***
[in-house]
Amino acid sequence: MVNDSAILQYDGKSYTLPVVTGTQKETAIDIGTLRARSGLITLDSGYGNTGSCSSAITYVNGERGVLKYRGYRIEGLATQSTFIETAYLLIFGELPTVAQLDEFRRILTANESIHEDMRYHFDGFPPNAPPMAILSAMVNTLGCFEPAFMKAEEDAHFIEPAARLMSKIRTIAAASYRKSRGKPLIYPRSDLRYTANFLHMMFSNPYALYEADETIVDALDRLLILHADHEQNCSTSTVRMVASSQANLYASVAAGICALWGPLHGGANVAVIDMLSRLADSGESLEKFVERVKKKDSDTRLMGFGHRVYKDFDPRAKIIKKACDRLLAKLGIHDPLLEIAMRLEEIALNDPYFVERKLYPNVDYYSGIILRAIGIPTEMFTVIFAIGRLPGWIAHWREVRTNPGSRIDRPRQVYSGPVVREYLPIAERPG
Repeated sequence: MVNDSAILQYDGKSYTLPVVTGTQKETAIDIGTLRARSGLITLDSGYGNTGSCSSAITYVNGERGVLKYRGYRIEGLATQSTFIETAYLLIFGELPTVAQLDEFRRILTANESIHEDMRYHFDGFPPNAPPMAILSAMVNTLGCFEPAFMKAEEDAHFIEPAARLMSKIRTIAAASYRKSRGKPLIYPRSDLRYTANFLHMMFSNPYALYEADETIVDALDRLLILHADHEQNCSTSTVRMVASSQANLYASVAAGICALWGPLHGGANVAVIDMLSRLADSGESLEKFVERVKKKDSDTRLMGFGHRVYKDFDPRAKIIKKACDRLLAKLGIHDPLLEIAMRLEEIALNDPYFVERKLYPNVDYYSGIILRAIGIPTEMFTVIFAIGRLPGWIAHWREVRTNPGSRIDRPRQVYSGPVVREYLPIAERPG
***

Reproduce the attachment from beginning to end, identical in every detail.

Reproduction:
[in-house]
Amino acid sequence: MVNDSAILQYDGKSYTLPVVTGTQKETAIDIGTLRARSGLITLDSGYGNTGSCSSAITYVNGERGVLKYRGYRIEGLATQSTFIETAYLLIFGELPTVAQLDEFRRILTANESIHEDMRYHFDGFPPNAPPMAILSAMVNTLGCFEPAFMKAEEDAHFIEPAARLMSKIRTIAAASYRKSRGKPLIYPRSDLRYTANFLHMMFSNPYALYEADETIVDALDRLLILHADHEQNCSTSTVRMVASSQANLYASVAAGICALWGPLHGGANVAVIDMLSRLADSGESLEKFVERVKKKDSDTRLMGFGHRVYKDFDPRAKIIKKACDRLLAKLGIHDPLLEIAMRLEEIALNDPYFVERKLYPNVDYYSGIILRAIGIPTEMFTVIFAIGRLPGWIAHWREVRTNPGSRIDRPRQVYSGPVVREYLPIAERPG
Repeated sequence: MVNDSAILQYDGKSYTLPVVTGTQKETAIDIGTLRARSGLITLDSGYGNTGSCSSAITYVNGERGVLKYRGYRIEGLATQSTFIETAYLLIFGELPTVAQLDEFRRILTANESIHEDMRYHFDGFPPNAPPMAILSAMVNTLGCFEPAFMKAEEDAHFIEPAARLMSKIRTIAAASYRKSRGKPLIYPRSDLRYTANFLHMMFSNPYALYEADETIVDALDRLLILHADHEQNCSTSTVRMVASSQANLYASVAAGICALWGPLHGGANVAVIDMLSRLADSGESLEKFVERVKKKDSDTRLMGFGHRVYKDFDPRAKIIKKACDRLLAKLGIHDPLLEIAMRLEEIALNDPYFVERKLYPNVDYYSGIILRAIGIPTEMFTVIFAIGRLPGWIAHWREVRTNPGSRIDRPRQVYSGPVVREYLPIAERPG